As the world observed a day honouring the working class, thousands of the men and women who built this city and keep it clean came out to highlight their plight and vowed to continue struggling for real change and the creation of an egalitarian society.
Hundreds of labourers, including women, marched for better treatment and a minimum wage of Rs25,000.
The event at 100 Quarters
Worker’s Party Pakistan (WPP) organised a vibrant cultural May Day programme at 100 Quarters katchi abadi in F-6/2. Hundreds of katchi abadi residents from across the city as well as students, trade unionists and political activists participated.
The programme featured singers from 100 Quarters as well as kathak dancers, Potohari folk musicians and a stage play on the plight of CDA municipal workers. The event was held in the open ground next to the F-6/2 church and carried on for a number of hours, subtly reflecting the need for entertainment affordable for the city’s poor.
WPP Information Secretary Aasim Sajjad said that May Day has been completely stripped of all meaning with the rise of pocket unionism and the informal sector. He said only 3% of Pakistan’s total workforce is unionised.
Sajjad said that the labour movement in Pakistan was extremely powerful until the 1980s when the Zia dictatorship destroyed it through a mixture of coercion and cooption. He said that the labour movement has never recovered and is now completely dominated by pro-establishment unionists who have no commitment to reaching to the informal sector or challenge the stranglehold of multinationals and local industrialists.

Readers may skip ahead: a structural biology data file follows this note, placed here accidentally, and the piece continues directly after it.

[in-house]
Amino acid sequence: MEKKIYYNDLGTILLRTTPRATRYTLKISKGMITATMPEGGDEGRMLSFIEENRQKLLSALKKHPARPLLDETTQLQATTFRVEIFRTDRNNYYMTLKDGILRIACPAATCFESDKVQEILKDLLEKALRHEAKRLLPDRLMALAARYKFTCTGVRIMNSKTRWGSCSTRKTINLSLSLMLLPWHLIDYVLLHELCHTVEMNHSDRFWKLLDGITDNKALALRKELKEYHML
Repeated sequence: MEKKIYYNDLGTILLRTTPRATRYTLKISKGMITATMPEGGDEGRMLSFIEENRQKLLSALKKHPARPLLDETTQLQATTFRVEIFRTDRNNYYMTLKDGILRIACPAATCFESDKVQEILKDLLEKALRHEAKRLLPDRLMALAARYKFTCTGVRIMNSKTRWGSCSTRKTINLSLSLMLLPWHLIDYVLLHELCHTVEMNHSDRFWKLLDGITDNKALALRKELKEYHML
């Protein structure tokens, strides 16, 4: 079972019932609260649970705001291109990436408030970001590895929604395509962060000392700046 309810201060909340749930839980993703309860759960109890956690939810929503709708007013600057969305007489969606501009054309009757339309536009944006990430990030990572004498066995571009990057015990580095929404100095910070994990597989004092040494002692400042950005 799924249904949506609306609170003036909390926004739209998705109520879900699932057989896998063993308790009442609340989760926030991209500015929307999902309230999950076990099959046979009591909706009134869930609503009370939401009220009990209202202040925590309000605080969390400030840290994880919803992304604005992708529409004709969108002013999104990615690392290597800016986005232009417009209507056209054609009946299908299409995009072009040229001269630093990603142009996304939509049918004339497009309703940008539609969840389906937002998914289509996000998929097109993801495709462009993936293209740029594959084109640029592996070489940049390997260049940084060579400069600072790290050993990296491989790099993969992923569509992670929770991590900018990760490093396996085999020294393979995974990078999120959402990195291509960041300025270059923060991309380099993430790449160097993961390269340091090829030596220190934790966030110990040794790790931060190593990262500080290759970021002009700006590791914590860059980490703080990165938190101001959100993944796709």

Zahoor Khan, WPP’s likely candidate for NA-49, said that the labour movement’s disempowerment has completely alienated the working class from the electoral process.
Khan said, “Today, the slogans of justice, anti-imperialism and equality have been captured by reactionary forces while the corporate media has further reduced the space available for progressive forces to reorganise themselves within the working class and students.” Khan nevertheless pointed out that the contradictions of Pakistan’s political, economic and cultural structures are growing more acute by the day and it is imperative to take advantage of these contradictions to project an alternative progressive political agenda.
Local speakers Amanat Masih and Nazir Masih highlighted the injustices meted out to the Christian workers who keep the city clean but are still deprived of permanent shelter and are forced to live on top of nullahs overflowing with rubbish.
500 walk for rights
About 500 labourers came out protesting for their right in Islamabad. Most of these labourers live on the outskirts of the city or in slums.
The rally was organised by Saanch, Raabta Committee, Watan Development, Awami Party Pakistan and Women Counsellors’ Network. They marched from F-10 to the National Press Club in F-6. They were shouting slogans about the low wages they earn and were demanding that the government offer some form of settlement for those who are unemployed.
Farzana Bari, an activist, said to facilitate these workers “this informal sector should be given the shape of a formal sector by the government”.
Bari said that in Pakistan, the workers that are producing the wealth are suffering the most. Their children are not even going to school and there is no access to health. “Even the minimum wage is not sufficient,” she said. Bari added that 70% of labour in the informal sector consists of women.
‘Workers in informal sectors exploited’
At a rights rally organised by Labour Party Pakistan, Talat Rubab shared that workers in the informal sector are exploited and forced to work in appalling situations. The vast majority of workers across all industries do not have appointment letters, nor are they registered with social security schemes, Rubab added.
‘30% seats for labourers demanded’
Also, union leaders urged the government to reserved 30% of seats in both houses for labourers. They said this at the Convention Centre after the PM’s speech.
(Additional input from Vaqas Asghar)
Published in The Express Tribune, May 2nd, 2012.